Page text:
The growing signs that the newly ascendant Salafists might begin a campaign against Egypt's vast archaeological and cultural legacy, one of the most impressive in the world, have sent shock waves through Egypt's tourism industry. The legacy of the ancient Egyptians represents the nation's principal source of foreign currency and over a tenth of Egypt's gross domestic product.
In response to the Salafists' verbal attacks on the ancient remains, a group of roughly 1,000 protestors gathered in Giza near the site of the Great Pyramid to denounce the Salafists' remarks (Reuters, December 9; Ahram Online, December 10). Al-Shahat's suggestions for dealing with the issue of idolatry in Egypt were later soundly refuted by Shaykh Mahmoud Ashour, the former deputy leader of Cairo's al-Azhar University, the most respected center of Islamic scholarship in the world. Referring to the great Caliphs and other respected Islamic leaders who had ruled Egypt, Ashour noted that neither the 7th century Muslim conqueror of Egypt and companion of the Prophet Muhammad, Amr ibn al-As, nor any of the other Islamic rulers of Egypt "had a problem with ancient Egyptian monuments or thought they have to be destroyed or that they are against Islam" (al-Arabiya, December 12; Bikya Masr [Cairo], December 13). Abd al-Nour, a former leader of the Wafd Party and current Minister of Tourism in the interim government, blasted the Salafists' approach to tourism, saying that the "rejection of God's blessings [such as Egypt's] unique location, a shining sun and warm water, is tantamount to atheism" (Ahram Online, December 10).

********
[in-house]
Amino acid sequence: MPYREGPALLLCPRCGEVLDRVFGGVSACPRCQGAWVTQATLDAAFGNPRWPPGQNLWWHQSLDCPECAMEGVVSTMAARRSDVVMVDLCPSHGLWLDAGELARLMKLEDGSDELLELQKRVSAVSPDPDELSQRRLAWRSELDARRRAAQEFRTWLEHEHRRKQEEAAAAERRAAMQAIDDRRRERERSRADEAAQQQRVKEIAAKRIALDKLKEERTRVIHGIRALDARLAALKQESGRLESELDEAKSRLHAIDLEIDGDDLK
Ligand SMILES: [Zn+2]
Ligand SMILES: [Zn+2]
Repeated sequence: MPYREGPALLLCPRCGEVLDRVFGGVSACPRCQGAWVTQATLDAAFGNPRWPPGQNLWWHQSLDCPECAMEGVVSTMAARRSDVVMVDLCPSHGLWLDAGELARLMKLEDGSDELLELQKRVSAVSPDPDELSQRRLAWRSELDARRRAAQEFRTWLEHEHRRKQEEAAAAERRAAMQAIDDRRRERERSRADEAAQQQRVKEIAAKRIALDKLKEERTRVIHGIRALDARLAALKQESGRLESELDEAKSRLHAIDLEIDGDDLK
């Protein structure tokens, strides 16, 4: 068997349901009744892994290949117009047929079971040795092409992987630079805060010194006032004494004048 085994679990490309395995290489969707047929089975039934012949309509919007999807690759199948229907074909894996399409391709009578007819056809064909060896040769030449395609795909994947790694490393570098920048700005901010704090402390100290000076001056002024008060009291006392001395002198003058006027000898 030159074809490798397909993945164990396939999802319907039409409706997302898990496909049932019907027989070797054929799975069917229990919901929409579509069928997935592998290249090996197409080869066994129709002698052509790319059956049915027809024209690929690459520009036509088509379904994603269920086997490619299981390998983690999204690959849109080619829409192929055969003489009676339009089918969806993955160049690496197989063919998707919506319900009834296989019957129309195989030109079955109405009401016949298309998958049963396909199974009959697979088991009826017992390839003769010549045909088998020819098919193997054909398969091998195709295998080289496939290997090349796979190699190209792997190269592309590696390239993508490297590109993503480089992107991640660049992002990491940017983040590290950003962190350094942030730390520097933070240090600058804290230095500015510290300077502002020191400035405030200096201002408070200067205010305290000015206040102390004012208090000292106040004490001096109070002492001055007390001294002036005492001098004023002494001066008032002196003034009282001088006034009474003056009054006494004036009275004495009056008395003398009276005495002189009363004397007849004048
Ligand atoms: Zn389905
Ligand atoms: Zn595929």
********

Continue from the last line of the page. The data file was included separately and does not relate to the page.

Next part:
To counter fears that an Islamist government could mean the end of Egypt's vital tourism industry, the Muslim Brotherhood's Hizb al-Hurriya wa'l-Adala (HHA - Freedom and Justice Party) and the Salafist al-Nour Party both announced they would hold "tourism conferences" to promote the industry. Leaders of the Muslim Brotherhood have shaken hands with tourists in Luxor and visited the Giza Pyramids to show their support for tourism based on Egypt's ancient monuments. A Nour Party spokesman, however, has said his party supports tourism, but prefers a type of "Halal tourism" that would ban immoral conduct and be consistent with Salafist ethics (Bikya Masr, December 12).
In some ways the modern Egyptian Salafists appear to be opposed to the views of the early Arab Muslims they emulate, Muslims who were very familiar with the civilization of Ancient Egypt after centuries of Arab migration to Egypt (there is ample archaeological evidence of some of these Arabs adopting the religion of ancient Egypt in the pre-Islamic era). Though the Arab Muslim conquerors that arrived in the Seventh Century were avid treasure hunters and not above stripping pyramids and other monuments of useful building materials, early Islamic scholars from across the Islamic world visited Egypt to investigate its monuments, culture and history in the interest of expanding knowledge of the world and recording the monuments as evidence of the Holy Scriptures in which they are mentioned. 
1. See Okasha El Daly, Egyptology: the Missing Millennium. Ancient Egypt in Medieval Arabic Writings, London, 2005.